Fortunately, Kaweah Health now has full use of its expanded ED, which is allowing the hospital to hold more patients for admission in actual beds instead of in the waiting room and the hallways. Similar to the winter surge, this now fourth surge of the pandemic is still defined by the number of beds the hospital can staff and not simply the number of beds. Kaweah Health has 550 open positions including more than 130 RN positions. The hospital continues to recruit travel nurses and other travel staff, and is working with the state to bring additional resources and offering incentives to recruit both existing and new staff to work additional shifts.

“This has been an incredibly difficult 18 months for our team, but throughout this pandemic, our team has remained committed and persevered through their struggles,” Florez-McCusker said. “They have served on the frontlines caring for others despite the risks. They have shown us what the human spirit is all about and blown us away by their dedication and their personal calling to help others.”

Despite the national shortage of nurses exhausting those who aren’t quarantining, taking time off or have left the industry, Adventist Health Tulare said the winter surge helped the hospital prepare for the next surge, which is happening now. Amanda Jaurigui, communications manager for Adventist Health Tulare, said Adventist has not had to divert any patients, has yet to reach capacity and said there is no indication the situation will get bad enough to ration care.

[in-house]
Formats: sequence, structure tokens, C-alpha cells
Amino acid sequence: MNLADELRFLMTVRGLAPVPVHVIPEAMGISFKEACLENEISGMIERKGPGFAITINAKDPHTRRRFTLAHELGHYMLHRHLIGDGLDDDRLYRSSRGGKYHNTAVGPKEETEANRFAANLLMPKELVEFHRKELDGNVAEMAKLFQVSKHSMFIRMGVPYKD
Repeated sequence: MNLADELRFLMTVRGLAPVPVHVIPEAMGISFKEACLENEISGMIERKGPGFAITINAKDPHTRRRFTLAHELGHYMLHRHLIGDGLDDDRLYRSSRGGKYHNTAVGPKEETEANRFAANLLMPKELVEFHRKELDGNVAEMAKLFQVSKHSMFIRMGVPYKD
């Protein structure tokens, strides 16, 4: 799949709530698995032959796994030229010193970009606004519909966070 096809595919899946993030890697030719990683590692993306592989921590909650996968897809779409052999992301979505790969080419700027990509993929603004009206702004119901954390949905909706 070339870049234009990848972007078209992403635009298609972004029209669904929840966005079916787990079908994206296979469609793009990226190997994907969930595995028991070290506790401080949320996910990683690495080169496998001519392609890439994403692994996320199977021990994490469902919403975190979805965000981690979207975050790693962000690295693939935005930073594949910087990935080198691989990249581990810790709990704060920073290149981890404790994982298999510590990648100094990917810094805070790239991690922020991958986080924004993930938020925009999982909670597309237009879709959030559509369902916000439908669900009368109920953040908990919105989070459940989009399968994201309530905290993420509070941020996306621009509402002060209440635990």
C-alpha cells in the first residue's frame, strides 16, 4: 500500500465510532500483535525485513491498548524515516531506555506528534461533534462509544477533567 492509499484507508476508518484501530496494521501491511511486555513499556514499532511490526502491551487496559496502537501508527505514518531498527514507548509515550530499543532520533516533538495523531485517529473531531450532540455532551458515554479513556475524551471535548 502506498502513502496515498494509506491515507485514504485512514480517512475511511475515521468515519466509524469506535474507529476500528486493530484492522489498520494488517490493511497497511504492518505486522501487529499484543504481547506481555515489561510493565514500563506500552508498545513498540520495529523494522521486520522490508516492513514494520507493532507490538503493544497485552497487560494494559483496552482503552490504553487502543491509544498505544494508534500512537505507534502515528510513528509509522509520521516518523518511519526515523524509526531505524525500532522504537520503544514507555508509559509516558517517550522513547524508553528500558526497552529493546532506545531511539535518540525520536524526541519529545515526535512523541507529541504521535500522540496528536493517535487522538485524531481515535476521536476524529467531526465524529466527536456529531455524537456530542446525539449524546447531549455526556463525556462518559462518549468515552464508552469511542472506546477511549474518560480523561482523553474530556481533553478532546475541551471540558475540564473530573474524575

“During this wave, we have found ourselves to be better prepared based on our learnings from the previous wave. We have the staff in place and are now able to care for more COVID positive patients,” Jaurigui said.

As of Monday, SVMC was still in a precarious situation as it only had no ICU beds available. Staffing shortages continue to be an issue nationwide and Hefner said many of the Porterville hospital employees are on quarantine, caring for family members quarantining or suffering from other illnesses and simply taking some much deserved time off.

“We are trying to get employees time off to rest and recover and monitoring this closely,” Hefner said.

Adventist Health Tulare had 23 patients, as of Sept. 17, of an available 30 in med/surge and six to eight in ICU. The state provided the Tulare hospital with three traveling RNs to assist in caring for the high number of patients.

“The employees are tired, but continue to fulfill our mission of living God’s love by providing health, wholeness and hope,” said Amanda Jaurigui, communications manager for Adventist Health Tulare.

Kaweah Health offered a glimmer of hope for the current surge noting patients are spending less days in the hospital than they did during the winter surge. Florez-McCusker said the length of stay for COVID patients is three to four days shorter than it was in December and January.

“We have more people being admitted, but they stay a shorter amount of time,” she said. “We do not have a shortage of personal protective equipment or testing capacity.”

There are also far fewer deaths from COVID, there is no shortage of personal protective equipment, ventilators or testing equipment.